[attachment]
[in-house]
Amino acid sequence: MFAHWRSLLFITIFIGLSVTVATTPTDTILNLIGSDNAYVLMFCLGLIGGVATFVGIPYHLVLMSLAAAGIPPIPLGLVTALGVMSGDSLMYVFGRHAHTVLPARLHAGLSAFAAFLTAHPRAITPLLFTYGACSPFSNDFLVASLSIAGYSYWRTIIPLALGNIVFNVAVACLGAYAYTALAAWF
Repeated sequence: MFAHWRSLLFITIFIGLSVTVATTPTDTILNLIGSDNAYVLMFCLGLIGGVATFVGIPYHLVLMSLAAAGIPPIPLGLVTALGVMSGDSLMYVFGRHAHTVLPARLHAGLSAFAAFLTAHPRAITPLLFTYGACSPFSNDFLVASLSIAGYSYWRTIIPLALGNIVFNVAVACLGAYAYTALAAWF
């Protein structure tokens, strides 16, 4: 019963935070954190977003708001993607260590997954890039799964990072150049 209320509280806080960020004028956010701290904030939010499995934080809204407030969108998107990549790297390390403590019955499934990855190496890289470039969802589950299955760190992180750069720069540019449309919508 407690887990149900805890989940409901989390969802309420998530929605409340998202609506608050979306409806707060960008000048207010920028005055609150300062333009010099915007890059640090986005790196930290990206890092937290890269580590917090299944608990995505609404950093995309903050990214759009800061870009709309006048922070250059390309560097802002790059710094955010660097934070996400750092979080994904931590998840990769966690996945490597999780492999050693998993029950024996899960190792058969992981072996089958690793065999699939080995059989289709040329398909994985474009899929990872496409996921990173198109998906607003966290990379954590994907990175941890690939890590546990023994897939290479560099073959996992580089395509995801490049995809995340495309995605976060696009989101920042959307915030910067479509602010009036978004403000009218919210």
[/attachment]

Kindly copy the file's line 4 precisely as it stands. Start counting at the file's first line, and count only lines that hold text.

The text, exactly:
């Protein structure tokens, strides 16, 4: 019963935070954190977003708001993607260590997954890039799964990072150049 209320509280806080960020004028956010701290904030939010499995934080809204407030969108998107990549790297390390403590019955499934990855190496890289470039969802589950299955760190992180750069720069540019449309919508 407690887990149900805890989940409901989390969802309420998530929605409340998202609506608050979306409806707060960008000048207010920028005055609150300062333009010099915007890059640090986005790196930290990206890092937290890269580590917090299944608990995505609404950093995309903050990214759009800061870009709309006048922070250059390309560097802002790059710094955010660097934070996400750092979080994904931590998840990769966690996945490597999780492999050693998993029950024996899960190792058969992981072996089958690793065999699939080995059989289709040329398909994985474009899929990872496409996921990173198109998906607003966290990379954590994907990175941890690939890590546990023994897939290479560099073959996992580089395509995801490049995809995340495309995605976060696009989101920042959307915030910067479509602010009036978004403000009218919210």